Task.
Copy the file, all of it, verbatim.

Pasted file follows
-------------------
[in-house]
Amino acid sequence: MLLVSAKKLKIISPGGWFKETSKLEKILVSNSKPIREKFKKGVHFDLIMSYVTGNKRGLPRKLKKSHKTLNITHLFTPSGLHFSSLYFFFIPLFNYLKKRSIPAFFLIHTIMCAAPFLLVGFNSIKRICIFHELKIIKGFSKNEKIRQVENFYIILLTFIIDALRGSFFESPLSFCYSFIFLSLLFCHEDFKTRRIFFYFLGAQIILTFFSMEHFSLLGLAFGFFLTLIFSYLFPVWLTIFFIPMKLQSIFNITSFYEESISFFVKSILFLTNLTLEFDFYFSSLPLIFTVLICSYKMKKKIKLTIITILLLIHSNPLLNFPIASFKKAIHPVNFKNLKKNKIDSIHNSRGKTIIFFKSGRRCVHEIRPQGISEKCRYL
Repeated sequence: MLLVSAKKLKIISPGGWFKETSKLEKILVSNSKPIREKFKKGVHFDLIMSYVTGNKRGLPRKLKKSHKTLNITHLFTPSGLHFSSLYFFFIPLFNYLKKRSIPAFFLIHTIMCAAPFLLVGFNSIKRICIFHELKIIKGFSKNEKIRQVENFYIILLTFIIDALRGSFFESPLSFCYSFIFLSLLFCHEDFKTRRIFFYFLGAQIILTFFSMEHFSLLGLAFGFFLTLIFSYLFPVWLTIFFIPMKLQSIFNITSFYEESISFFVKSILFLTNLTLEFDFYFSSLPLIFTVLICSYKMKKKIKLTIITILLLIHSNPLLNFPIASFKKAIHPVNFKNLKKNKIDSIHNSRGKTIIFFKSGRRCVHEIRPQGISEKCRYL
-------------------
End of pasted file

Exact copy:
[in-house]
Amino acid sequence: MLLVSAKKLKIISPGGWFKETSKLEKILVSNSKPIREKFKKGVHFDLIMSYVTGNKRGLPRKLKKSHKTLNITHLFTPSGLHFSSLYFFFIPLFNYLKKRSIPAFFLIHTIMCAAPFLLVGFNSIKRICIFHELKIIKGFSKNEKIRQVENFYIILLTFIIDALRGSFFESPLSFCYSFIFLSLLFCHEDFKTRRIFFYFLGAQIILTFFSMEHFSLLGLAFGFFLTLIFSYLFPVWLTIFFIPMKLQSIFNITSFYEESISFFVKSILFLTNLTLEFDFYFSSLPLIFTVLICSYKMKKKIKLTIITILLLIHSNPLLNFPIASFKKAIHPVNFKNLKKNKIDSIHNSRGKTIIFFKSGRRCVHEIRPQGISEKCRYL
Repeated sequence: MLLVSAKKLKIISPGGWFKETSKLEKILVSNSKPIREKFKKGVHFDLIMSYVTGNKRGLPRKLKKSHKTLNITHLFTPSGLHFSSLYFFFIPLFNYLKKRSIPAFFLIHTIMCAAPFLLVGFNSIKRICIFHELKIIKGFSKNEKIRQVENFYIILLTFIIDALRGSFFESPLSFCYSFIFLSLLFCHEDFKTRRIFFYFLGAQIILTFFSMEHFSLLGLAFGFFLTLIFSYLFPVWLTIFFIPMKLQSIFNITSFYEESISFFVKSILFLTNLTLEFDFYFSSLPLIFTVLICSYKMKKKIKLTIITILLLIHSNPLLNFPIASFKKAIHPVNFKNLKKNKIDSIHNSRGKTIIFFKSGRRCVHEIRPQGISEKCRYL